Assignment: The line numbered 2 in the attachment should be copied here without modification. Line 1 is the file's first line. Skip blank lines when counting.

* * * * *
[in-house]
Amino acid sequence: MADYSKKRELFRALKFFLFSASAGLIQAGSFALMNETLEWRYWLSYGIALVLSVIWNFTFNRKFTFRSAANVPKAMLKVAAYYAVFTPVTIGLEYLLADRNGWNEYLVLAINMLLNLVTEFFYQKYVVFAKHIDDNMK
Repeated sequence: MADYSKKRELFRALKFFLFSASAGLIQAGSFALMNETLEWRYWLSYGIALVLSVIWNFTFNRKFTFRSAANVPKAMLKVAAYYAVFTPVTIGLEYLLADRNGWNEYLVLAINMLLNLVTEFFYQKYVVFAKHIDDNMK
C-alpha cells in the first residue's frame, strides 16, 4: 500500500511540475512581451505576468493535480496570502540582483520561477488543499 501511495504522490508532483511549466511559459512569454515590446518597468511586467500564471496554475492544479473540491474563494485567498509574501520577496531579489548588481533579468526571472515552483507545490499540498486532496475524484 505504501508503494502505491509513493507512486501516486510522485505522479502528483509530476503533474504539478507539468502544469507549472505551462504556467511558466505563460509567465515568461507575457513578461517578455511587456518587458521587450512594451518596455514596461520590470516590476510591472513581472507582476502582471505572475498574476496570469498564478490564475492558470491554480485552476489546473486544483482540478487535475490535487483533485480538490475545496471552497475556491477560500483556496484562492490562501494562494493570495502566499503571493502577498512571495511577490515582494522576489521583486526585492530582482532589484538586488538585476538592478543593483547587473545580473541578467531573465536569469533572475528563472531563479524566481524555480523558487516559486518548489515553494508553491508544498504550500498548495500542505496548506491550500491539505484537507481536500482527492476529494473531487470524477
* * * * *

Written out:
Amino acid sequence: MADYSKKRELFRALKFFLFSASAGLIQAGSFALMNETLEWRYWLSYGIALVLSVIWNFTFNRKFTFRSAANVPKAMLKVAAYYAVFTPVTIGLEYLLADRNGWNEYLVLAINMLLNLVTEFFYQKYVVFAKHIDDNMK